Now Peter’s approach to divine judgment was one of which I am not fond. He was pre-occupied with ecological disasters. Earlier in his letter he had remarked about how God had once destroyed nearly all the world with Noah’s flood. Although many lessons are to be learned from Noah’s flood, I join with those who believe that the slaughter of all those animals and innocent children is not a good illustration of the fairness of divine judgment. And in our passage, Peter gets excited about the final judgment, when the world burns to cinders. In the centuries since St. Peter, we have come to understand that the cosmos is far vaster than the plane of human affairs. Although our planet might well be blasted to cinders by an encounter with a great comet, or by our sun going super-nova, that would not be in order to punish evil doers. Peter’s final point, that “we wait for new heavens and a new earth, where righteousness is at home,” can be made without speaking favorably of such ecological violence.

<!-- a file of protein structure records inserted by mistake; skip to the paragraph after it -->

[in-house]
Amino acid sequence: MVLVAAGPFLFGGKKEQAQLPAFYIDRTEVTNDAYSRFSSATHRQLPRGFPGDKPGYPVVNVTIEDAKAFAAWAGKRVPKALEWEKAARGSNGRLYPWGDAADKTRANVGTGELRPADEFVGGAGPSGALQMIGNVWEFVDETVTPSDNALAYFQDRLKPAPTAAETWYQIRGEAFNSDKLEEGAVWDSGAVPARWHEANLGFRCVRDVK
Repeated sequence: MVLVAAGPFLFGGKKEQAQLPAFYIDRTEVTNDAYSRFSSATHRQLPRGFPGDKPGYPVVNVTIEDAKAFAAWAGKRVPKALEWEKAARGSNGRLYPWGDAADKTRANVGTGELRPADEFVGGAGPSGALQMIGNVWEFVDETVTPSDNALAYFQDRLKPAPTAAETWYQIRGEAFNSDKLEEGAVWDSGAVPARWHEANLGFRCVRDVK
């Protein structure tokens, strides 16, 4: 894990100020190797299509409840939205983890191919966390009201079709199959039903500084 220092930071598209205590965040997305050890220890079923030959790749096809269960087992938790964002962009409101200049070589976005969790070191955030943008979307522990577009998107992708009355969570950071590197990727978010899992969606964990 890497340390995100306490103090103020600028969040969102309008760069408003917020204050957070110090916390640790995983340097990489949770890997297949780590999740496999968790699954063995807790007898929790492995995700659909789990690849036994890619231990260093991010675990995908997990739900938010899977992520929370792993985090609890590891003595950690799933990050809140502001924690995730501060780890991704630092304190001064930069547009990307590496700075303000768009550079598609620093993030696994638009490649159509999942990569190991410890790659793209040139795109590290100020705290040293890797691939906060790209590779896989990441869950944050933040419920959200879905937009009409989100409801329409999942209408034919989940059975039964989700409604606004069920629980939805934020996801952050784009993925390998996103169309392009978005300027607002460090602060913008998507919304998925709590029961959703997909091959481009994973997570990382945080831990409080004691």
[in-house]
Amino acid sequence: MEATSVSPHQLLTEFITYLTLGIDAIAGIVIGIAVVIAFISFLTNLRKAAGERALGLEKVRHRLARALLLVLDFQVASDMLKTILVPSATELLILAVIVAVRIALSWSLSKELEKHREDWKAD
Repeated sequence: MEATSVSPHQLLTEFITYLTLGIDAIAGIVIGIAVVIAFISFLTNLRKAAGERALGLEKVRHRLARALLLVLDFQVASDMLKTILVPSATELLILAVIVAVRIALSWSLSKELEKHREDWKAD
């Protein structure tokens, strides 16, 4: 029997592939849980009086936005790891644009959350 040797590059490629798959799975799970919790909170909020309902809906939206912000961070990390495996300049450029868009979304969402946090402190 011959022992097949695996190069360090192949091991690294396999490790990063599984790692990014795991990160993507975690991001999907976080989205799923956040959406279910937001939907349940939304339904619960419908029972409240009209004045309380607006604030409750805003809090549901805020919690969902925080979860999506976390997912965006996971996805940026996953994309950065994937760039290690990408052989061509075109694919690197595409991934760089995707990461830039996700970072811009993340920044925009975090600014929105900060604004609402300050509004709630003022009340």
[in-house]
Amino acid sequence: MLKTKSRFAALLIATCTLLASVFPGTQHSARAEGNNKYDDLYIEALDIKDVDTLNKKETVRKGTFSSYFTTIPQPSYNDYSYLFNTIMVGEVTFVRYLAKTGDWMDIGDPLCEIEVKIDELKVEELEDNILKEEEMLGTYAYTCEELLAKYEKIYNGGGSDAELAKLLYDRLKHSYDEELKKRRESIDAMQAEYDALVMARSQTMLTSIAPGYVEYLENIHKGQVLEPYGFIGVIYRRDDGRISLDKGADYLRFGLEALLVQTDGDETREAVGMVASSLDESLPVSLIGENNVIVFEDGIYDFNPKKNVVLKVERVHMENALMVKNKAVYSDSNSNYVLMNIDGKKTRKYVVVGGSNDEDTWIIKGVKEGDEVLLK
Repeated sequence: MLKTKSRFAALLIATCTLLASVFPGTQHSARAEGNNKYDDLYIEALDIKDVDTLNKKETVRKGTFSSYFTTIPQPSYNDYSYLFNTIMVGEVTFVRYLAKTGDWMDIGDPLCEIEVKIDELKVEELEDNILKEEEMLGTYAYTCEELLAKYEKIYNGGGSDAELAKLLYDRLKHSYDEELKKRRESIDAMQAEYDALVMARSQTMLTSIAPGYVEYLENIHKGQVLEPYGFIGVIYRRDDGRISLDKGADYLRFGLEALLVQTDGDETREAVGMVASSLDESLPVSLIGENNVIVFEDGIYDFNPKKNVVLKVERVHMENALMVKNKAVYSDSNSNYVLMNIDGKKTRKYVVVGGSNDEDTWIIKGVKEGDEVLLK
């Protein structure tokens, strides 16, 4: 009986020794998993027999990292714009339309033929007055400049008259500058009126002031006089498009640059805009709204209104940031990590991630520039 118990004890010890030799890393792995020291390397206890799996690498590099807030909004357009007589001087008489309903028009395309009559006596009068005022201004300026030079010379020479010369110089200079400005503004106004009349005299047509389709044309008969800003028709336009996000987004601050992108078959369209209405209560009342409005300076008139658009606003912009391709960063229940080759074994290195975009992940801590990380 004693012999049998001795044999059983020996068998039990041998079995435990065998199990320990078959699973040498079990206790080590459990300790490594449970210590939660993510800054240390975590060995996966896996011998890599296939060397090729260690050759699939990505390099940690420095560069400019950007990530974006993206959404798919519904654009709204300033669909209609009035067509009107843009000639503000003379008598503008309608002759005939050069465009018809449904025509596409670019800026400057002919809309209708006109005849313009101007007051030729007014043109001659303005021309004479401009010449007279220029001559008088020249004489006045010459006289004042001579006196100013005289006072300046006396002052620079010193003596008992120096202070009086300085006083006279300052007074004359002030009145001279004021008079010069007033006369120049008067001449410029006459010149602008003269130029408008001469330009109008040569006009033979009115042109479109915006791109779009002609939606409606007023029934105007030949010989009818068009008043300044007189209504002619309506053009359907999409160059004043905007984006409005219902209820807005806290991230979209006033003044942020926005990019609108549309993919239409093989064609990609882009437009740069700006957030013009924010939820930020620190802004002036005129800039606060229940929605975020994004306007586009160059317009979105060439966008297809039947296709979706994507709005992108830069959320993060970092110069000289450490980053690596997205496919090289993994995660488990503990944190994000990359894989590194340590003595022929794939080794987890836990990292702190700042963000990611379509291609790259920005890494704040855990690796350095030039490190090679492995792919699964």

Isaiah’s rendition of God’s advent in judgment is also not eco-friendly. Mountains shall be razed and valleys filled in to make a straight and level highway for God to come. It sounds a little like the 19th century urban planning in Boston in which they leveled the three mountains downtown, which we remember now only in the name of Tremont Street, leaving only Beacon Hill. They used the earth to fill in Back Bay so that we could have Commonwealth Avenue as the straight and level highway it is. Compared with Peter’s universal flood and world-incinerating fire, however, Isaiah’s Army Corps of Engineer approach to level roads for God is a relatively benign image. The context for Isaiah’s remark was that Cyrus the Great had just sent the Jewish Exiles home from Babylon to Jerusalem, and they must have had festive roads on their mind. The coming of God in judgment, for Isaiah, meant God’s going to Jerusalem to establish a reign of peace and justice. Isaiah’s two images of God in our passage are striking. On the one hand, God is a warrior who comes in might to rule by his arm. On the other hand, God will feed his flock like a shepherd, gathering the lambs in his arms and gently leading the mother sheep. The first image of God as warrior is an old one in Israelite religion. The second image, that of the shepherd, is one that Christians will pick up for Jesus. Isaiah precedes both of these anthropomorphic images of God with a testimony to God’s eternity in contrast to our evanescent temporality. And he follows our text with a description of God as creator of the ends of the Earth, far above human warriors and shepherds. Isaiah knew how to set limits to his symbols.